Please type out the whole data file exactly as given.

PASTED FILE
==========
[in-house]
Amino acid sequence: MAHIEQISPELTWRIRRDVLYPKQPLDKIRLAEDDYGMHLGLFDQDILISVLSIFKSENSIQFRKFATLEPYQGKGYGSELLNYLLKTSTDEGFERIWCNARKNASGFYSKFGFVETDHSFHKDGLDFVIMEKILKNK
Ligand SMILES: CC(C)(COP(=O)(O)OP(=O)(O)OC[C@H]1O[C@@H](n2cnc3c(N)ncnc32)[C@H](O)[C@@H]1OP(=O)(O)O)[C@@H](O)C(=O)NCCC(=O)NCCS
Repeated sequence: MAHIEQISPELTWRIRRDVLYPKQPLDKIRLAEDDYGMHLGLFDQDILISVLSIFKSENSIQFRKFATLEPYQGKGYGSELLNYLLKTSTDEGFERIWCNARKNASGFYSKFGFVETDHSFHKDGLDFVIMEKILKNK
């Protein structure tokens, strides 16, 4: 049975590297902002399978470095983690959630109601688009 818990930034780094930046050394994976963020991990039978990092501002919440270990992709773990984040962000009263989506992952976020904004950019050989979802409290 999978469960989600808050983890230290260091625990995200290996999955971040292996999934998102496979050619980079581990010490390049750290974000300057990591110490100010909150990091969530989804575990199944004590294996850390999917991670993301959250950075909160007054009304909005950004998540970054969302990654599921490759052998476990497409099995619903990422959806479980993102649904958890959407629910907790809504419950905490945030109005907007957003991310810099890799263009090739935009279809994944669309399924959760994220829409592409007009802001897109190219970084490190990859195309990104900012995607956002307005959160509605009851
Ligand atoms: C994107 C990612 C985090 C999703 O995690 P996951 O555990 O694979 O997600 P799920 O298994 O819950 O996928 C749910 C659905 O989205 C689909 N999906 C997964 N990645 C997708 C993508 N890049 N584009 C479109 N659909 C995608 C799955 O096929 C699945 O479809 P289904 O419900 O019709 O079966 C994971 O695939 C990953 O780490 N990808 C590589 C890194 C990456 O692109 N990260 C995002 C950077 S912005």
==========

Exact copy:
[in-house]
Amino acid sequence: MAHIEQISPELTWRIRRDVLYPKQPLDKIRLAEDDYGMHLGLFDQDILISVLSIFKSENSIQFRKFATLEPYQGKGYGSELLNYLLKTSTDEGFERIWCNARKNASGFYSKFGFVETDHSFHKDGLDFVIMEKILKNK
Ligand SMILES: CC(C)(COP(=O)(O)OP(=O)(O)OC[C@H]1O[C@@H](n2cnc3c(N)ncnc32)[C@H](O)[C@@H]1OP(=O)(O)O)[C@@H](O)C(=O)NCCC(=O)NCCS
Repeated sequence: MAHIEQISPELTWRIRRDVLYPKQPLDKIRLAEDDYGMHLGLFDQDILISVLSIFKSENSIQFRKFATLEPYQGKGYGSELLNYLLKTSTDEGFERIWCNARKNASGFYSKFGFVETDHSFHKDGLDFVIMEKILKNK
């Protein structure tokens, strides 16, 4: 049975590297902002399978470095983690959630109601688009 818990930034780094930046050394994976963020991990039978990092501002919440270990992709773990984040962000009263989506992952976020904004950019050989979802409290 999978469960989600808050983890230290260091625990995200290996999955971040292996999934998102496979050619980079581990010490390049750290974000300057990591110490100010909150990091969530989804575990199944004590294996850390999917991670993301959250950075909160007054009304909005950004998540970054969302990654599921490759052998476990497409099995619903990422959806479980993102649904958890959407629910907790809504419950905490945030109005907007957003991310810099890799263009090739935009279809994944669309399924959760994220829409592409007009802001897109190219970084490190990859195309990104900012995607956002307005959160509605009851
Ligand atoms: C994107 C990612 C985090 C999703 O995690 P996951 O555990 O694979 O997600 P799920 O298994 O819950 O996928 C749910 C659905 O989205 C689909 N999906 C997964 N990645 C997708 C993508 N890049 N584009 C479109 N659909 C995608 C799955 O096929 C699945 O479809 P289904 O419900 O019709 O079966 C994971 O695939 C990953 O780490 N990808 C590589 C890194 C990456 O692109 N990260 C995002 C950077 S912005």